From Chapter 17 of Great Storms of the Chesapeake
Derecho is a weather term one doesn’t hear much in the Chesapeake Bay region. But after the great wind storm of June 29, 2012, it’s a word no one will forget anytime soon.
According to weather experts, a derecho is a term coined in the 1880s to describe a peculiar weather phenomenon that produces a wall of wind and storm—some have described it as a hurricane over land.
While other areas of the country do experience a derecho-type storm at least once a year, it’s very rare in the Chesapeake region. The one that struck in 2012 actually originated in the midwest and charged all the way to the Atlantic in just about six hours. This was a vast, powerful storm that stretched across a front of about 240 miles. Experts say it was probably a long stretch of really hot weather that triggered this derecho.
Just before midnight, storm warnings were quickly posted online for the Maryland area of a storm with winds of up to 80 mph. This seemed incredible to local weather watchers, and there was a relatively short time to batten down the hatches before the storm arrived.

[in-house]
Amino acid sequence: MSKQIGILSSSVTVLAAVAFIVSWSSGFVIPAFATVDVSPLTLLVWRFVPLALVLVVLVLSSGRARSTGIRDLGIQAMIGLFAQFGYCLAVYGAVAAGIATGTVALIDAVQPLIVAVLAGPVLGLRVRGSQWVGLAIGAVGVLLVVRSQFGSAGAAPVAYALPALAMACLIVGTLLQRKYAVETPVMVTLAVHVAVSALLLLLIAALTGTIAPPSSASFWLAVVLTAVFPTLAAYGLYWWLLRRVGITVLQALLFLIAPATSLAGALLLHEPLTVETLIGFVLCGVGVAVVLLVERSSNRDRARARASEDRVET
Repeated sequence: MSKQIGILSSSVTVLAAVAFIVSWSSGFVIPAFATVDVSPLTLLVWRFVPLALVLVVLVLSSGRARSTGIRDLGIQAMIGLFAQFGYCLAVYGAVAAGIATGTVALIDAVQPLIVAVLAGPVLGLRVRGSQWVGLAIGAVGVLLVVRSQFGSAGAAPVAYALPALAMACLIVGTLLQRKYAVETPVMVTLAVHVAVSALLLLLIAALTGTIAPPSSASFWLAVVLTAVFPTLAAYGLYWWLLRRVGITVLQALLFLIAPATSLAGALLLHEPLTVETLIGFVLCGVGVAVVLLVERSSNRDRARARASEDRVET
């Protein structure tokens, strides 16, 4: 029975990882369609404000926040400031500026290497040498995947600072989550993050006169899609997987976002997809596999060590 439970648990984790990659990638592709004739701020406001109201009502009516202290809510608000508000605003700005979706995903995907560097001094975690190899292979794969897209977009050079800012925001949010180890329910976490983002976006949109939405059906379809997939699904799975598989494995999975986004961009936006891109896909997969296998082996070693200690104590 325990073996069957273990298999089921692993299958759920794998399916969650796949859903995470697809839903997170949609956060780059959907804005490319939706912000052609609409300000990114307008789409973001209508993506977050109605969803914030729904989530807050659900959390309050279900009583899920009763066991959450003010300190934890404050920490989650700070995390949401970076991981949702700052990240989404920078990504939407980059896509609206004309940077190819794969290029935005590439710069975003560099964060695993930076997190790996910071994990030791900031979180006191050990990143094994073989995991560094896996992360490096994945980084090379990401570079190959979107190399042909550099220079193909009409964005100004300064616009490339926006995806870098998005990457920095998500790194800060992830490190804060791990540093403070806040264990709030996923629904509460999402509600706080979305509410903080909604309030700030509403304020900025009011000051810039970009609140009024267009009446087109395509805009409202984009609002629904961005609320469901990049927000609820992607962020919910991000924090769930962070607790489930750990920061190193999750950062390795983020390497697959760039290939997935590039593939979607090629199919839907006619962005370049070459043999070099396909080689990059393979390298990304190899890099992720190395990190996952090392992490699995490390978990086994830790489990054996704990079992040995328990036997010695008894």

Many who were up that Friday night and watched the storm come in later expressed awe at the constant lightning, almost like strobe lights wielded by giants. Then came a wall of wind and heavy rain, threaded through by lightning. Some headed for their basements because the roar of the wind reminded them of a tornado. They were not far wrong.
The derecho produced powerful straight-line winds that approached tornado speed. Gusts of 60, 70, and 80 mph roared across Virginia, D.C., Baltimore, Chesapeake Bay and the Delmarva Peninsula. Winds measured 66 mph at the Chesapeake Bay Bridge Tunnel. A buoy in the upper Chesapeake Bay with a private weather station reportedly clocked a single wind gust of more than 100 across open water. It seems hard to fathom until one saw the wind damage. Trees came down everywhere, crushing cars, downing power lines and falling on houses. Millions in the mid-Atlantic region lost power and some had no electricity for days.
A handful of people died as a result of the derecho in the Chesapeake region when they were killed by falling trees. One man perished when his boat capsized in the bay at the height of the storm.
In his weather blog for the Washington Post, meteorologist Jason Samenow wrote, “This derecho event is likely to go down as not only one of the worst on record in Washington, D.C. but also along its entire path stretching back to northern Indiana.”
In the wake of the derecho, it was generally agreed that this storm caused more damage than a hurricane—usually the most-feared storm in the Chesapeake region. In the annals of the Chesapeake’s Great Storms, it was the most recent entry in a list going back four centuries.